But with respect to photography, nothing has changed: photographing still is nothing -- in fact, with digital, less than nothing -- and looking still is everything.
« Last Edit: November 27, 2010, 07:37:27 AM by RSL » Logged

Justinr
Sr. Member
****
Offline Offline

Posts: 1003


WWW
« Reply #29 on: November 27, 2010, 10:38:20 AM »
ReplyReply

I think the comparison is not between car makers and coach builders but more accurately between motorists and coachmen and even then I'm not sure that it is particularly pertinent. I'd also point out that photographers were never afraid of change or improvement, fashions in photography came and went and the practitioners  had to keep up with the latest trends or go out of business and even in mundane 'industrial photography' new techniques for inspecting such things as the inside of nuclear reactors had to be developed so the craft was never stagnant.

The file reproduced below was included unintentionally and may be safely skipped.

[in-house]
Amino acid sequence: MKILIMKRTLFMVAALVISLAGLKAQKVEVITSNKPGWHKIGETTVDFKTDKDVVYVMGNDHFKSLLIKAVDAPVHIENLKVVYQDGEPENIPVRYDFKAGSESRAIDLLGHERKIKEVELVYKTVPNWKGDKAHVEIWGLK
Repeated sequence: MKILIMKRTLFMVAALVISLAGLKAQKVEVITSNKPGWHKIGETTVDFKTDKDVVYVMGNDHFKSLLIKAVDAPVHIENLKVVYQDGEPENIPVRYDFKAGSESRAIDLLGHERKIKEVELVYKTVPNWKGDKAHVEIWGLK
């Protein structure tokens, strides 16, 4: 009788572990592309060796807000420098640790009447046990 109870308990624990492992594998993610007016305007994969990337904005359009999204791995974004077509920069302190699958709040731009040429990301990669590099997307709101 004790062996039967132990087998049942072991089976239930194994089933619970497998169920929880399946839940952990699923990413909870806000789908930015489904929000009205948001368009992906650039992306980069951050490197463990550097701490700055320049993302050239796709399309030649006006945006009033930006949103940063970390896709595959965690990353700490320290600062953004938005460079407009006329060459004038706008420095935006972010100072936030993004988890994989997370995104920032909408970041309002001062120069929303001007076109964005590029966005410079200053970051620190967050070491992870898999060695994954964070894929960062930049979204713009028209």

What I think that many find objectionable is the assumption that the advent of digital technology and rapid dissemination of images has rendered everyone a competent photographer whose work is worthy of uncritical viewing. Many, if not all, of the old school would have suffered their work being torn to shreds by their peers, where does that happen today? If I were to go on to the critique section of this forum and let loose about what I really think of much of what is presented I'd be hounded out altogether. And if poor work goes unchecked and therefore condoned what becomes of our critical faculties overall? We very quickly reach the stage of any old rubbish will do because there are few people left to discern or care about standards.